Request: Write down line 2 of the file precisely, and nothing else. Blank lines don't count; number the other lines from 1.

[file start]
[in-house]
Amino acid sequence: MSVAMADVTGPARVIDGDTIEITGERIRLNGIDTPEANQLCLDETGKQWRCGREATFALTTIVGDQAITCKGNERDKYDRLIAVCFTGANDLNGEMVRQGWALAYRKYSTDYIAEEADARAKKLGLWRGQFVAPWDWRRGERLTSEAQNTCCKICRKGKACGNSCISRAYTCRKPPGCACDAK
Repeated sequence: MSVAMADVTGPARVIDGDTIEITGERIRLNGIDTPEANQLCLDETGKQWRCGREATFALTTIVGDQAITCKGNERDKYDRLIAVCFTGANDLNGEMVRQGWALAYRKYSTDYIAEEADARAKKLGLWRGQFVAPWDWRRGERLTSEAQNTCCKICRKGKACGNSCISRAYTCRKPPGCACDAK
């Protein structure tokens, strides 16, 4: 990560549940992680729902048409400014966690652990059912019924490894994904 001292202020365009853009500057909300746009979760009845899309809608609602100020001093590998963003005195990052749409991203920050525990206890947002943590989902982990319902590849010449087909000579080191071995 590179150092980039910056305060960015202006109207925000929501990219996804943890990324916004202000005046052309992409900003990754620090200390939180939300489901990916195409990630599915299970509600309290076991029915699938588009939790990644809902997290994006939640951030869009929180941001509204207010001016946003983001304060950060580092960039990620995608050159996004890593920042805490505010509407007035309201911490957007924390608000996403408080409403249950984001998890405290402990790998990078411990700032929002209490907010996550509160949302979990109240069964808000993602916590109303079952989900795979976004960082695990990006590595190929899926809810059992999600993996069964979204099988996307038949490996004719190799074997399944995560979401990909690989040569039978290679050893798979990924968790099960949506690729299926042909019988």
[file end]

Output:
Amino acid sequence: MSVAMADVTGPARVIDGDTIEITGERIRLNGIDTPEANQLCLDETGKQWRCGREATFALTTIVGDQAITCKGNERDKYDRLIAVCFTGANDLNGEMVRQGWALAYRKYSTDYIAEEADARAKKLGLWRGQFVAPWDWRRGERLTSEAQNTCCKICRKGKACGNSCISRAYTCRKPPGCACDAK